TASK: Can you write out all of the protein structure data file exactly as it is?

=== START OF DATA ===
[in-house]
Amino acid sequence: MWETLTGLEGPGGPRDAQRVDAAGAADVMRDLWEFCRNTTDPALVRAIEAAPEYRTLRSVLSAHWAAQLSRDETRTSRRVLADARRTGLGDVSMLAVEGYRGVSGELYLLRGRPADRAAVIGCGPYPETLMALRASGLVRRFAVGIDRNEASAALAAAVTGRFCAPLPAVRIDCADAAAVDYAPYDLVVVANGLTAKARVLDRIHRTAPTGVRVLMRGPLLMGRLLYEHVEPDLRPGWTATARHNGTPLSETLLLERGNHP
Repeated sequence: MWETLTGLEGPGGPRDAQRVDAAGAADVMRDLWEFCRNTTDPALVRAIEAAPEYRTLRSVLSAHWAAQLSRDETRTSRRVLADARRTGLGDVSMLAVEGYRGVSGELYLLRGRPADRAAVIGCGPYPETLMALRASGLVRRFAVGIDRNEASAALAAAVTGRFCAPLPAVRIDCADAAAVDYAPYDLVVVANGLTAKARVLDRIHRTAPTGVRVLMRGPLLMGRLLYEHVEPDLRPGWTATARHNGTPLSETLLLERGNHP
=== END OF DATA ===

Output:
[in-house]
Amino acid sequence: MWETLTGLEGPGGPRDAQRVDAAGAADVMRDLWEFCRNTTDPALVRAIEAAPEYRTLRSVLSAHWAAQLSRDETRTSRRVLADARRTGLGDVSMLAVEGYRGVSGELYLLRGRPADRAAVIGCGPYPETLMALRASGLVRRFAVGIDRNEASAALAAAVTGRFCAPLPAVRIDCADAAAVDYAPYDLVVVANGLTAKARVLDRIHRTAPTGVRVLMRGPLLMGRLLYEHVEPDLRPGWTATARHNGTPLSETLLLERGNHP
Repeated sequence: MWETLTGLEGPGGPRDAQRVDAAGAADVMRDLWEFCRNTTDPALVRAIEAAPEYRTLRSVLSAHWAAQLSRDETRTSRRVLADARRTGLGDVSMLAVEGYRGVSGELYLLRGRPADRAAVIGCGPYPETLMALRASGLVRRFAVGIDRNEASAALAAAVTGRFCAPLPAVRIDCADAAAVDYAPYDLVVVANGLTAKARVLDRIHRTAPTGVRVLMRGPLLMGRLLYEHVEPDLRPGWTATARHNGTPLSETLLLERGNHP